It’s Groundhog Day! This is one of my favorite holidays – at least since I saw the movie. Some of you may remember Bill Murray and Groundhog Day. It’s a comedic delight with a powerful message of grace that rings true beyond the rom-com story it is. It’s also about second (and third and fourth and… well, you get the picture) chances, redemption, transformation, and grace.
The basic premise involves Bill Murray as a conceited, arrogant narcissistic weatherman who is sent off to do a story about Punxsutawney Phil, the famed groundhog that crawls out his burrow to see, or not see, his shadow thus predicting the duration of winter. Punxsutawney, Pennsylvania is far away from the big meteorologist’s job in New York that Murray’s character covets and his obnoxious attitude towards the town, its people, and its star resident is quite evident. Misogyny and cheap sex mark his initial attitude toward the female producer (Andie MacDowell) set to cover the story. Blizzard conditions force his little crew to find a hotel and stay in town until the roads are clear.
The alarm goes off the following morning and he awakens to a repeat of the day before. The same thing happens the next day and the next until his transformation is complete and, as all rom-com movies go, he wins over Andie MacDowell’s character. It’s a happy ending. It’s kind of like grace…
I guess that’s why it ranks high on my favorite movies list. I can relate. I’ve been given chance after chance to leave self-centered ego behind and become more God-centered. Believe me, I spent a long time enduring the “same day” over and over again (most addicted people can relate) until I awoke to a new day and a life filled with new possibilities. That is grace, pure and simple.
I’ve gone through many changes since that first day of waking up and receiving the grace so freely offered. I’ve come from a place of coveting pleasure, control, and wealth all the time to seeking God’s steadfast love, justice, and righteousness. I still fall woefully short many days but each new day brings a closer walk with the God of my understanding and more grace…
“but let those who boast, boast in this, that they understand and know me, that I am the Lord; I act with steadfast love, justice, and righteousness in the earth, for in these things I delight, says the Lord”. Jeremiah 9.24
By the way, Punxsutawney Phil saw his shadow this morning, but it’s in conflict with what all the long-term forecasts say…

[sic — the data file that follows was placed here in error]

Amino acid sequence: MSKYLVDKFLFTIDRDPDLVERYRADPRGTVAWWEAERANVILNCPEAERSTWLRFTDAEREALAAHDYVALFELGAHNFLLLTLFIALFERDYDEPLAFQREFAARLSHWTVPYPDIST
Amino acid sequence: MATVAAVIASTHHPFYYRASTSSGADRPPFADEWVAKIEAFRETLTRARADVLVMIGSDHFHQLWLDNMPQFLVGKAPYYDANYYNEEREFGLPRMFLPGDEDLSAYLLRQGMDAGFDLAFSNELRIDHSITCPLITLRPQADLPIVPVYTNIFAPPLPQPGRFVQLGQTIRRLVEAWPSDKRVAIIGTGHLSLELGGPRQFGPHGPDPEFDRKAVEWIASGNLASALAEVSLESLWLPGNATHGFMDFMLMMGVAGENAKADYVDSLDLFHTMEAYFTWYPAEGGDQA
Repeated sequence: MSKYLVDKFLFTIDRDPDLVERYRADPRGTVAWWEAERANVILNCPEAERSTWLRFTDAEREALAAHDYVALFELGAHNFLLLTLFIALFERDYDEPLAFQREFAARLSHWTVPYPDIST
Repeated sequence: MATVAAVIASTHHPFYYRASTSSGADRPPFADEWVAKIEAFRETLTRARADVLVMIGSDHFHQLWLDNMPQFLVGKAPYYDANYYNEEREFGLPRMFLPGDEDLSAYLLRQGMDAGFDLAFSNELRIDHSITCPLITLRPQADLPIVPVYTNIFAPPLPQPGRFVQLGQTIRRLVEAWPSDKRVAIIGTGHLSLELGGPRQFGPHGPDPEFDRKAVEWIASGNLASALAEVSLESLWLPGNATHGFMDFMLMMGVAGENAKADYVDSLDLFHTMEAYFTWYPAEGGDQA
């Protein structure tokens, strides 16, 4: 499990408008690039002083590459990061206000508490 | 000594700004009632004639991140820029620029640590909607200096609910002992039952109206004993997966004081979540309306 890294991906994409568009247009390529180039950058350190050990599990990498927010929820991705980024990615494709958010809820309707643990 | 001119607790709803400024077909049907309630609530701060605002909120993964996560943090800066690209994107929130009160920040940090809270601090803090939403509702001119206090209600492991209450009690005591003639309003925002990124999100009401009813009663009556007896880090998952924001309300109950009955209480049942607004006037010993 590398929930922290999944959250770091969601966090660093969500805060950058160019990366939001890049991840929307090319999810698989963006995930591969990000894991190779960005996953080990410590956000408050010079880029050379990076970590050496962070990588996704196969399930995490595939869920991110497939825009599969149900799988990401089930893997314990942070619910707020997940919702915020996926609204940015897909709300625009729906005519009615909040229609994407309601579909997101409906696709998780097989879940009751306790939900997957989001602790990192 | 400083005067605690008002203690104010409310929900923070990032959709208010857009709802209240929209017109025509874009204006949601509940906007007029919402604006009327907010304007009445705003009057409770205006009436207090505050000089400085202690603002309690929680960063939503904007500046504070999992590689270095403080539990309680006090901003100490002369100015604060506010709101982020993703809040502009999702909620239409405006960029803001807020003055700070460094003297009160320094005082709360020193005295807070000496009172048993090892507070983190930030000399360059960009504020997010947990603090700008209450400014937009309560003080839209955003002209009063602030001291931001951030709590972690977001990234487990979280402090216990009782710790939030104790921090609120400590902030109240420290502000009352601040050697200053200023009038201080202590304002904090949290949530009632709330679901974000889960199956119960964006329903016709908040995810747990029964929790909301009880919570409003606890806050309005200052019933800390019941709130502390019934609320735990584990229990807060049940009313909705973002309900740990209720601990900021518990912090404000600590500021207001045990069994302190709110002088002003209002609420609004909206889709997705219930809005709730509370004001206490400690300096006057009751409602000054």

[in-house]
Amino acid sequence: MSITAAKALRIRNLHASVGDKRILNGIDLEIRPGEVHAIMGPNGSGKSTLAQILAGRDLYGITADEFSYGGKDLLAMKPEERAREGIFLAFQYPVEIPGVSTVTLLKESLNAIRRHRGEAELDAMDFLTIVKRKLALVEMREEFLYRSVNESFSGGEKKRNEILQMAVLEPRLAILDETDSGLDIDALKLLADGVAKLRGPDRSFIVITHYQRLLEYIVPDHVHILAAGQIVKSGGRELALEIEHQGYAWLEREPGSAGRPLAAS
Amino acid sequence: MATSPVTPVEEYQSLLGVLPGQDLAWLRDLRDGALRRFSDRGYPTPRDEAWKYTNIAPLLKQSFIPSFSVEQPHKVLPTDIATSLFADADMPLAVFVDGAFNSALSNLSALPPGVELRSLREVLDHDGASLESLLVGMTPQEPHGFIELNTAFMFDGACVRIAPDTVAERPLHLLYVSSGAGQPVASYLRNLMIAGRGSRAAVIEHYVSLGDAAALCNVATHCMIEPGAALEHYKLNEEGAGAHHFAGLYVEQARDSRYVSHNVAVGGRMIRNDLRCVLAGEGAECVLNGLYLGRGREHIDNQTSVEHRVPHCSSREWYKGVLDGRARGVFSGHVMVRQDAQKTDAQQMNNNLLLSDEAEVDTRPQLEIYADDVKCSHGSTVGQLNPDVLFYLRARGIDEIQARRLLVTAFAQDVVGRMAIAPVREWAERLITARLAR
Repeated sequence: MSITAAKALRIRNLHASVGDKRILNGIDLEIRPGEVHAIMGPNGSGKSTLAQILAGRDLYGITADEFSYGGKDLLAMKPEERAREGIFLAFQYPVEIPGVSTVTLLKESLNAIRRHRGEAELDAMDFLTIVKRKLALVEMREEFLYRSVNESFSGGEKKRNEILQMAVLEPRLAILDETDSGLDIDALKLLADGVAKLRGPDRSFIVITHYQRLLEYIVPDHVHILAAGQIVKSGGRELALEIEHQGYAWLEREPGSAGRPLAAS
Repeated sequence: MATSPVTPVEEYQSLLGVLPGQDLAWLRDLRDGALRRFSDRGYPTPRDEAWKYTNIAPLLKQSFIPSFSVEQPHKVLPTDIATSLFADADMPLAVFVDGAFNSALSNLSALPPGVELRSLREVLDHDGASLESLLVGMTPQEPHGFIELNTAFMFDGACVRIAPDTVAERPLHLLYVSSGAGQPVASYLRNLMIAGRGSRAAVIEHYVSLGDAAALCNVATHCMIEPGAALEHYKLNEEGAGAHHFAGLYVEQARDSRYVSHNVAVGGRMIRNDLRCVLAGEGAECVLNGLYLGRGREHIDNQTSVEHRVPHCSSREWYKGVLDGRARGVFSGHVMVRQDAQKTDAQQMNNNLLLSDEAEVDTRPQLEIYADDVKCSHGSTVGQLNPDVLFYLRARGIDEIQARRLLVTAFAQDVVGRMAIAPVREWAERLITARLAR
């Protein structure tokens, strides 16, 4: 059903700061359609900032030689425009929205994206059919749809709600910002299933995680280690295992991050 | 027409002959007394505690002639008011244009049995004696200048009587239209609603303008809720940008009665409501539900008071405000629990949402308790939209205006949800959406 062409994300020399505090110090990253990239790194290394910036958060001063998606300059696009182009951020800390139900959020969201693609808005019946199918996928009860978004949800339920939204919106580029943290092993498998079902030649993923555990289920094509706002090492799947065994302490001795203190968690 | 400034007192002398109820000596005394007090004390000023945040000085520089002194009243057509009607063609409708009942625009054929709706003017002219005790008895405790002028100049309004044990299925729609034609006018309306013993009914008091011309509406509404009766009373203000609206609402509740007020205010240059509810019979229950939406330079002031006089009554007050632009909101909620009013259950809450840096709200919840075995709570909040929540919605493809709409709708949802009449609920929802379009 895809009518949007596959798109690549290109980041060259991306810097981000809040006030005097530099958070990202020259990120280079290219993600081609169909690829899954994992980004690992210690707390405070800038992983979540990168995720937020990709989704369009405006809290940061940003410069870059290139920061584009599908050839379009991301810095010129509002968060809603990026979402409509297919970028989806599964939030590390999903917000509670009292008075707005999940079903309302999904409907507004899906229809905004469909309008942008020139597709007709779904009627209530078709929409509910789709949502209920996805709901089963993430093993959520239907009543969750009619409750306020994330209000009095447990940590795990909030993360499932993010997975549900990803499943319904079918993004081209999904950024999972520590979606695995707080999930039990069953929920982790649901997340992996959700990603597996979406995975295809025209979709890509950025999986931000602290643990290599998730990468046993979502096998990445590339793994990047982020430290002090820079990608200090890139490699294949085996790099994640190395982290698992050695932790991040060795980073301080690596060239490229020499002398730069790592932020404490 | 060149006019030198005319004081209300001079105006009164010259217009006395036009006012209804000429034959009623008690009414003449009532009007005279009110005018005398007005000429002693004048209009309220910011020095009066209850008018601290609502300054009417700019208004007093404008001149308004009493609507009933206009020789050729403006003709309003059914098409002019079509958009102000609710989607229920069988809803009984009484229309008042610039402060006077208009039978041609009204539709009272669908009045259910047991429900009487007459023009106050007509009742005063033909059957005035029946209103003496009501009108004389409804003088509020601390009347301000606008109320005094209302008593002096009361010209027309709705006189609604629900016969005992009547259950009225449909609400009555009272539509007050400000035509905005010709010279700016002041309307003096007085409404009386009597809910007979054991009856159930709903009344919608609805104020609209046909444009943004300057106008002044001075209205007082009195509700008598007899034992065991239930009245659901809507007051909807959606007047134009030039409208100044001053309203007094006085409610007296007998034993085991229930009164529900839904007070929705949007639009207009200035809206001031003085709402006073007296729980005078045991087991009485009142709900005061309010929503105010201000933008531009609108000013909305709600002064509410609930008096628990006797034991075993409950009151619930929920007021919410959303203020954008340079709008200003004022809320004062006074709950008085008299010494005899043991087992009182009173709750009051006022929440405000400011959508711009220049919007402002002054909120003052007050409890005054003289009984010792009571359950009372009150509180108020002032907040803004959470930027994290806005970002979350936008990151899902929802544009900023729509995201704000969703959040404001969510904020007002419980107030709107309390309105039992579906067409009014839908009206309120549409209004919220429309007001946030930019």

I grew up in a religious home just like many others. My family attended church the prerequisite three times a week for “salvation” – Sunday morning, Sunday night, and Wednesday evening. Sunday nights were rarely fun for me. Service started at the same time as “The Wonderful World of Disney”. If my parents took us to dinner with their friends afterwards then count on missing “Bonanza” too. I seemed to get sick a lot on Sunday evenings. I could even “will” myself to have a low-grade fever just so I wouldn’t miss the Sunday night TV lineup. Seriously, I learned how to drive my body temperature up just enough that Mom would stay home from church with me. I found out later they call it biofeedback…
Although I always had to sit through a service designed to create a Hyperactive Attention Deficit Disorder in children, I liked Sunday morning “Sunday School” before the worship service and Wednesday night Bible Class. It was a chance to be with my friends and there were great activities to learn all the old Bible stories. Being “Bible believing” Church of Christ members, each of stories were taught as indisputable historical truth and the Bible was how God spoke period! Such teaching became Christian “evidence” by the time I reached my teenage years so that I could certainly argue with any sane, scientific, rational person out there…
I don’t see my faith, or the Bible, the same way today. In fact, some of the things I learned were a detriment, causing all kinds of shame and self-hate. Grace was some abstract theological term that really didn’t apply to me. If personal piety is a prerequisite for heavenly salvation, then I’m so screwed. Still, I’m grateful that Mom and Dad “raised me right”, as we say in Texas. Those stories laid the foundation for the relationship I have with God today. Grace has brought healing to my human brokenness and gratitude sustains me as I walk through life today.
Just so you know… God didn’t go silent after the Bible was finished and canonized by the state church at the Council of Nicaea. He actually speaks quite regularly if I (and we) take time to listen. He still needs shout with an occasional head slap at times to get my attention, but I’m much better at hearing him than I used to be. Let me give you a recent example…
Opal’s Farm is growing (both literally and figuratively) by leaps and bounds this year. Our new partnership with Tarleton State University, the “Time Served is Not Time Wasted” program, our SSARE (part of USDA) Research Grant with TCU, serving as the flagship for urban farming here in Fort Worth, and having both an Assistant Farm Manager and part-time farm apprentice have opened new opportunities to grow as an organization and serve our community better. It’s an exciting and busy time. In addition, continuing education and serving on a couple of local committees rapidly overfills the days. I, and my Assistant Farm Manager put in many hours trying to make things happen.